# Arrays and Slices in Go
In this section, arrays and slices are introduced.
In Go, the size of an array is a part of the type. Therefore, arrays have a fixed size. The declaration has the following syntax:
You can access the data with
array[index]. You can see this with a cross product:
The compiler fits the array depending on the number of elements.
The previous example code is not well-written, but it demonstrates different aspects of arrays.
len(array) is a built-in function that gives the size of an array.
defer is used to defer the execution of last-in-first-out order until surrounding functions return.
In Go, a slice is an abstraction built on top of arrays. Slices are more flexible than arrays and are used more often than arrays because of this flexibility.
A slice does not have a fixed size. To declare a slice, use the following:
A slice has a length (
len(slice)) and a capacity (
You can also use a built-in function to declare a slice:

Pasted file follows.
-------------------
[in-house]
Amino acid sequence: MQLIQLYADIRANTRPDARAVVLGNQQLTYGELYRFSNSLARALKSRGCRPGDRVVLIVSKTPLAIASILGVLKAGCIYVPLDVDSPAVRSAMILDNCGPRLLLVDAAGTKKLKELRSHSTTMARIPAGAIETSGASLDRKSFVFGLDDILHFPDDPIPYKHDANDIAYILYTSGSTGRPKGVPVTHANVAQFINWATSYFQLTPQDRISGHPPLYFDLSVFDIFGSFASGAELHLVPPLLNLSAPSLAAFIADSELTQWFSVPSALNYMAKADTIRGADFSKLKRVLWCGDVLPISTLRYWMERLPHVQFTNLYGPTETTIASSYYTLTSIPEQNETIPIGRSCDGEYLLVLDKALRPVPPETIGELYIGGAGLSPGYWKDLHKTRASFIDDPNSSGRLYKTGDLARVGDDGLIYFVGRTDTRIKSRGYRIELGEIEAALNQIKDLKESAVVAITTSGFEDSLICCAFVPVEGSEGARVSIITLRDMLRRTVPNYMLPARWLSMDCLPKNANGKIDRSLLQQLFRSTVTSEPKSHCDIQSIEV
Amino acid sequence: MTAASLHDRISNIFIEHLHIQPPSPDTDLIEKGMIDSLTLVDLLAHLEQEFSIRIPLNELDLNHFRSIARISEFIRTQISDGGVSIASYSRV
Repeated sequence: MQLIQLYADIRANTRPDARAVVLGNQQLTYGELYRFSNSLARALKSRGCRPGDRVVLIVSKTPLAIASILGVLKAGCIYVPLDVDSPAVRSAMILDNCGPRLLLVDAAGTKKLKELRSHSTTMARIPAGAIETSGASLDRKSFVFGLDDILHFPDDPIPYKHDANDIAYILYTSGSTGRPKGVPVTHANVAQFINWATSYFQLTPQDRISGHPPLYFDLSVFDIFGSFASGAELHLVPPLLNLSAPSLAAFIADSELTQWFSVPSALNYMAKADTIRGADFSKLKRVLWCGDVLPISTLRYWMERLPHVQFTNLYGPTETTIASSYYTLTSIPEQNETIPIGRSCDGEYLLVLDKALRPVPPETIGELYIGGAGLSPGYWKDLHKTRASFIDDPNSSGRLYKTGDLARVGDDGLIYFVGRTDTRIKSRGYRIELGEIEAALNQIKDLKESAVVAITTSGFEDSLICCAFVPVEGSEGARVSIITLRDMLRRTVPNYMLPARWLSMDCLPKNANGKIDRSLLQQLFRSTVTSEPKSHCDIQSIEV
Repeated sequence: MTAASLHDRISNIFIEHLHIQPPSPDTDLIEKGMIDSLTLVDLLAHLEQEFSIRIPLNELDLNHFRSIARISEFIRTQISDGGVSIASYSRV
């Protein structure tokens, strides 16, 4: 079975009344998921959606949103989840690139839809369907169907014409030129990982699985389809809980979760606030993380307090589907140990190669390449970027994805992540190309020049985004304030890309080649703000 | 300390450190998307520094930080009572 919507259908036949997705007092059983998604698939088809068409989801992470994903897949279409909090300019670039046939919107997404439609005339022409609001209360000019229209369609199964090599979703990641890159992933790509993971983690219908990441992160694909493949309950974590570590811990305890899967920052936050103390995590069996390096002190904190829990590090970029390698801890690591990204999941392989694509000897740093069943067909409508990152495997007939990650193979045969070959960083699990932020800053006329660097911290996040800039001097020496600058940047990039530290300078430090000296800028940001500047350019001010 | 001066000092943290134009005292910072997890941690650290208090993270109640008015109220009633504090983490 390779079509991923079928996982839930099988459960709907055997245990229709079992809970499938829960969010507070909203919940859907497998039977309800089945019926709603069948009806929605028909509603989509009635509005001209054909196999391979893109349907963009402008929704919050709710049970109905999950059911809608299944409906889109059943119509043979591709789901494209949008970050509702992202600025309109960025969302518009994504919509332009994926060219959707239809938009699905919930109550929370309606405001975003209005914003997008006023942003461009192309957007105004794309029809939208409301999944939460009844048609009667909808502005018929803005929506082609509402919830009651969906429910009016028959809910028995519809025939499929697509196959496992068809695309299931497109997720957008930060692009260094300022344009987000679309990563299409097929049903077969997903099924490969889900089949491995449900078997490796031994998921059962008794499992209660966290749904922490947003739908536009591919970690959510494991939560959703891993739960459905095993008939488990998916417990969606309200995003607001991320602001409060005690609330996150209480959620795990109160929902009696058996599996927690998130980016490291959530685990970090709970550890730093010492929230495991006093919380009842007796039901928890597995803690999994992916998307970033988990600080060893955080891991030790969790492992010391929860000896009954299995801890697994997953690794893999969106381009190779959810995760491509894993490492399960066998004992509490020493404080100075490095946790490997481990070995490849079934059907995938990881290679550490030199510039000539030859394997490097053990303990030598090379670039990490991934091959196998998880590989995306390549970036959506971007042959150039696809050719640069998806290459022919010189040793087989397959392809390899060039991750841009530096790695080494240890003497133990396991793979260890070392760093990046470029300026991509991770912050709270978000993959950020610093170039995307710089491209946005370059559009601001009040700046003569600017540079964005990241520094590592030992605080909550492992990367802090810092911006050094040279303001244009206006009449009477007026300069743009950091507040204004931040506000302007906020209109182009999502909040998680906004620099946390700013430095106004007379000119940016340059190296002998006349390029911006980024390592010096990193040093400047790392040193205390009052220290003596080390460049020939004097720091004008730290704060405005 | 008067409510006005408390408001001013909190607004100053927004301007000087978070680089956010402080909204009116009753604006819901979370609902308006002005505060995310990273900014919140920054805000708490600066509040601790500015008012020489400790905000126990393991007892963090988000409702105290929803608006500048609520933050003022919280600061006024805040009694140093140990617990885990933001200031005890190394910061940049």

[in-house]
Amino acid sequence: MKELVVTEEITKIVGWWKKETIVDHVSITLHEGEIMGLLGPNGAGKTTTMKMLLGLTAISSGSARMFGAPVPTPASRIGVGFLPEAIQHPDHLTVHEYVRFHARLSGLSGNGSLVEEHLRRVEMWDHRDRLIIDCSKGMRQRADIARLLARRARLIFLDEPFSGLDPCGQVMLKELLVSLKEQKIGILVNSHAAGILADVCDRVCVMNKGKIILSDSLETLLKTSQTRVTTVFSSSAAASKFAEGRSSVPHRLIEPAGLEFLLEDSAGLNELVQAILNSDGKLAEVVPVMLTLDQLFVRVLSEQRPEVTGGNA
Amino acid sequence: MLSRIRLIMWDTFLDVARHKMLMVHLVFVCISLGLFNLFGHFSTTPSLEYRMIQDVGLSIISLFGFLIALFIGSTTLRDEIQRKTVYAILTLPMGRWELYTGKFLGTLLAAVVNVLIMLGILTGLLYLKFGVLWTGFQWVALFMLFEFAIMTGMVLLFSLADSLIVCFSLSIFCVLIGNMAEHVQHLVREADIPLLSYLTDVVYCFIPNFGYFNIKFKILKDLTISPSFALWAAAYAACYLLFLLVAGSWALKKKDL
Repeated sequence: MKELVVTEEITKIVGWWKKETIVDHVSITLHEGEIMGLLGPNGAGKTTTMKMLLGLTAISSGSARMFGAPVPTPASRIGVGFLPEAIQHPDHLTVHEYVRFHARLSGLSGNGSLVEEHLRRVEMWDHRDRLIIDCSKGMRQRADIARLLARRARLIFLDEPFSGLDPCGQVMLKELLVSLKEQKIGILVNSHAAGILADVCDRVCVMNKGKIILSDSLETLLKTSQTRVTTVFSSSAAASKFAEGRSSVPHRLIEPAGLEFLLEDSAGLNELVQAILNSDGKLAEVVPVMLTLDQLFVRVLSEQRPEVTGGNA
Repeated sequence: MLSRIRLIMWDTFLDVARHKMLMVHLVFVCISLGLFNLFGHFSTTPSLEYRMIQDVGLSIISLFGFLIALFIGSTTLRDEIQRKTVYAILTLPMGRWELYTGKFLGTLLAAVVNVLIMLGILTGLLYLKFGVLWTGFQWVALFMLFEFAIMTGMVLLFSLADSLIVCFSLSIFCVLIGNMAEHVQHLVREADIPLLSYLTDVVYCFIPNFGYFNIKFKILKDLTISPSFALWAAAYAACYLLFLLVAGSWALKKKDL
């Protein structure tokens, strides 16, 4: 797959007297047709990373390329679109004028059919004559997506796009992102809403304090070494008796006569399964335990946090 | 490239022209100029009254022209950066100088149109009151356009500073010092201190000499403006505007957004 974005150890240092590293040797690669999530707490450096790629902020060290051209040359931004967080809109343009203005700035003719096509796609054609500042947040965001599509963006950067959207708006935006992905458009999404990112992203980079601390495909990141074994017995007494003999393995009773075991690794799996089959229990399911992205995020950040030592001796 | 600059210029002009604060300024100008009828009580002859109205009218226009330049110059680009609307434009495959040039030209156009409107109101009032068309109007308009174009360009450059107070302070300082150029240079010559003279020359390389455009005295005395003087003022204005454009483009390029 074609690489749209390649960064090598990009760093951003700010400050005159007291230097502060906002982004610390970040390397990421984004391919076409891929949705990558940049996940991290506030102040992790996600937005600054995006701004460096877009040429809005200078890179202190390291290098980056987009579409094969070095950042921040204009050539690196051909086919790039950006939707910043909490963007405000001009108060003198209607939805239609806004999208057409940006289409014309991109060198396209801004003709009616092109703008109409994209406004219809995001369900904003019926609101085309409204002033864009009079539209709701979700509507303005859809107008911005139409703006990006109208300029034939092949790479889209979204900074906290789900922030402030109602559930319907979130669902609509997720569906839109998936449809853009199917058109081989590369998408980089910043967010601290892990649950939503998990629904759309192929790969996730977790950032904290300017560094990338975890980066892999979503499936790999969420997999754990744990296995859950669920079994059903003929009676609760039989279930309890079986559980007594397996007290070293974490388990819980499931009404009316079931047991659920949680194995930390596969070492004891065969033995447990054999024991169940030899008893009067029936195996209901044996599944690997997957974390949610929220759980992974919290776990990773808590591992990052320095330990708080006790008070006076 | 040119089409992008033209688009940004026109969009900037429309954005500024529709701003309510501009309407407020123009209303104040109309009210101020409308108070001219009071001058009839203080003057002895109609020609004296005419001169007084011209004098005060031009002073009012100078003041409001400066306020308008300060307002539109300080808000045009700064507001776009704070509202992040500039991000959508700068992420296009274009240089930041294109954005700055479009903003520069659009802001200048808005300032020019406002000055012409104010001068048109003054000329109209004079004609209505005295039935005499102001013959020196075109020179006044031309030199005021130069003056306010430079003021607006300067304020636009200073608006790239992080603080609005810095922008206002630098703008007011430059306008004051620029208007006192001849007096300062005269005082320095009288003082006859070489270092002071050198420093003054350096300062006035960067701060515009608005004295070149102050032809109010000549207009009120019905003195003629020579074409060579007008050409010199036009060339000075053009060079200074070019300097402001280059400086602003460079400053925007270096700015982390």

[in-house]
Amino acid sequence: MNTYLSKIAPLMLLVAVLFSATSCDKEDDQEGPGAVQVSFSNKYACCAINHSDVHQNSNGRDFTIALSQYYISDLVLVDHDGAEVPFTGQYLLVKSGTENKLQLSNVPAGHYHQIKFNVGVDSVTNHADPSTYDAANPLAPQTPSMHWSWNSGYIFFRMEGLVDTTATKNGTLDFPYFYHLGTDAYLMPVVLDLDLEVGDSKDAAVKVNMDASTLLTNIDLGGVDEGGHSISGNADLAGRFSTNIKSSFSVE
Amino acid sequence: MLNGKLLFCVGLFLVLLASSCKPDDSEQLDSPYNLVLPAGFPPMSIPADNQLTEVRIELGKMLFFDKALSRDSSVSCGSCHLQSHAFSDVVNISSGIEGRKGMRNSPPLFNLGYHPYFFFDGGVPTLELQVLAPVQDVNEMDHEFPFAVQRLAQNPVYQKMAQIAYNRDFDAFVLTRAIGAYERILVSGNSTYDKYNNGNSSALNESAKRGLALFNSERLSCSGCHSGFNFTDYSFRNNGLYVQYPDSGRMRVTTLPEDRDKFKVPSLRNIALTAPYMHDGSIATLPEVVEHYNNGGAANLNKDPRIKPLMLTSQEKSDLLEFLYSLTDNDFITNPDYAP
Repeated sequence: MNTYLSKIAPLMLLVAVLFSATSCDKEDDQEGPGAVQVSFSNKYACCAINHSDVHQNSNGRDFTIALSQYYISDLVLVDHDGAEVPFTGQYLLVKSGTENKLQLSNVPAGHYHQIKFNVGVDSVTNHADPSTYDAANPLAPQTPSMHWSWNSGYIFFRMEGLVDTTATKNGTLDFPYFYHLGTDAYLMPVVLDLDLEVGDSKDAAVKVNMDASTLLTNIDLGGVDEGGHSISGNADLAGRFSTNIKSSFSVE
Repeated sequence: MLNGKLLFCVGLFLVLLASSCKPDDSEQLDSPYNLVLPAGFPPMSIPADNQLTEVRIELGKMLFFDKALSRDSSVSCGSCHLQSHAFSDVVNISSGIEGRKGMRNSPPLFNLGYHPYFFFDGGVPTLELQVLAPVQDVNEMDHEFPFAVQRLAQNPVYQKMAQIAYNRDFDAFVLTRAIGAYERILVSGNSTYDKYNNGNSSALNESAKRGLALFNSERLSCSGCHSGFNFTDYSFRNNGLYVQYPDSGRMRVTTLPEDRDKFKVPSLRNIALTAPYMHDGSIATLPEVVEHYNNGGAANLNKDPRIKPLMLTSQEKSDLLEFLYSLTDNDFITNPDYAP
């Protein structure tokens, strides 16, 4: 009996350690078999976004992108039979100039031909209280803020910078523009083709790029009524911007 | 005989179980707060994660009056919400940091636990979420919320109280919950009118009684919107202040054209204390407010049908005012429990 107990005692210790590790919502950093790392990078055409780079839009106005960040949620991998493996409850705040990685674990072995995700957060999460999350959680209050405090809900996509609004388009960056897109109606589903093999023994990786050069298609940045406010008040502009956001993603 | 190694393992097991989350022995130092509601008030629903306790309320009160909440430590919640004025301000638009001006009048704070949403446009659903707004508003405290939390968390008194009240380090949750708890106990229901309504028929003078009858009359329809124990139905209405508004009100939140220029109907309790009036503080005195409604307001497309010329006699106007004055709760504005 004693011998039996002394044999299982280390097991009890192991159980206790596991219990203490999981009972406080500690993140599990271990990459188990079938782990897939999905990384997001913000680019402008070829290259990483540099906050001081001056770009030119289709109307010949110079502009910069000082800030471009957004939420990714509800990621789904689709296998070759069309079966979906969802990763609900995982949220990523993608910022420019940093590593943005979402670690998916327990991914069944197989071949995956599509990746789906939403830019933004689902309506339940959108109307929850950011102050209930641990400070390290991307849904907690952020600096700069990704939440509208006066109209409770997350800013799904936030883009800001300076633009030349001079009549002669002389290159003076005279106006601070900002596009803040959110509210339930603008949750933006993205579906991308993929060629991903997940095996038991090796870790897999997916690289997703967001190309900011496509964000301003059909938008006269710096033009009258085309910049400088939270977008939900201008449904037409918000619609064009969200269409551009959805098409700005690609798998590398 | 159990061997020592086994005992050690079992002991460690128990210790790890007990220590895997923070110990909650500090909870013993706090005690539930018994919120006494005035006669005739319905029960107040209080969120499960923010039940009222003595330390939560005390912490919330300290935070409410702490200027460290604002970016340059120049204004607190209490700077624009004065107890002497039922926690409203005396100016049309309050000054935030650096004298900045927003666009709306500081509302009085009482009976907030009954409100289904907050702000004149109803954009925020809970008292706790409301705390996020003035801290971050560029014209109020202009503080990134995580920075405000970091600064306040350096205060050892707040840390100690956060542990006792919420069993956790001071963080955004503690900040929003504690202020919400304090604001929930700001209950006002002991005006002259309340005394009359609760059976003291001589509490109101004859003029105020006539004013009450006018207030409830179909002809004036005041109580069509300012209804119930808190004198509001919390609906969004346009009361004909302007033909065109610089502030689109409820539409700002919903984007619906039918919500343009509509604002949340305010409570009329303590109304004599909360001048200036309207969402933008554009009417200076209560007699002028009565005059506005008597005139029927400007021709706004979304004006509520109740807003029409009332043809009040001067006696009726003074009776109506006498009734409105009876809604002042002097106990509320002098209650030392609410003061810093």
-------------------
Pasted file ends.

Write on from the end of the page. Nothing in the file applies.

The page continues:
func make(type, length, capacity) type. This returns a slice with the given length, capacity, and type. It allocates an array, which is referred to by the returned slice.
Now create a simple slice with three vectors, and then add a vector with the built-in
func append(s T, vs ...T)  T function:
You can use
range to iterate over an array, a slice, or a map.
i is the index, and
v is the value of that index.
There is also a built-in
func copy(dst, src T) int to copy one slice into another and return the number of copied elements.
Maps are stored key/value pairs. The declaration is as follows:
However, this creates a
nil map, which is not so useful. You can read such a map but not write to it. You use
make to initialize a map so you can write to it. The following is more useful:
Now you can work with maps:
The built-in function
func delete(m map[Type]Type1, key Type) deletes the element with the key from the map.
When iterating over maps, the order is not deterministic.
To summarize, this section has explored:
- How the size of an array is part of the type, therefor arrays have a fixed size.
- How slices are flexible abstractions built on top of arrays.
- How maps are stored key/value pairs.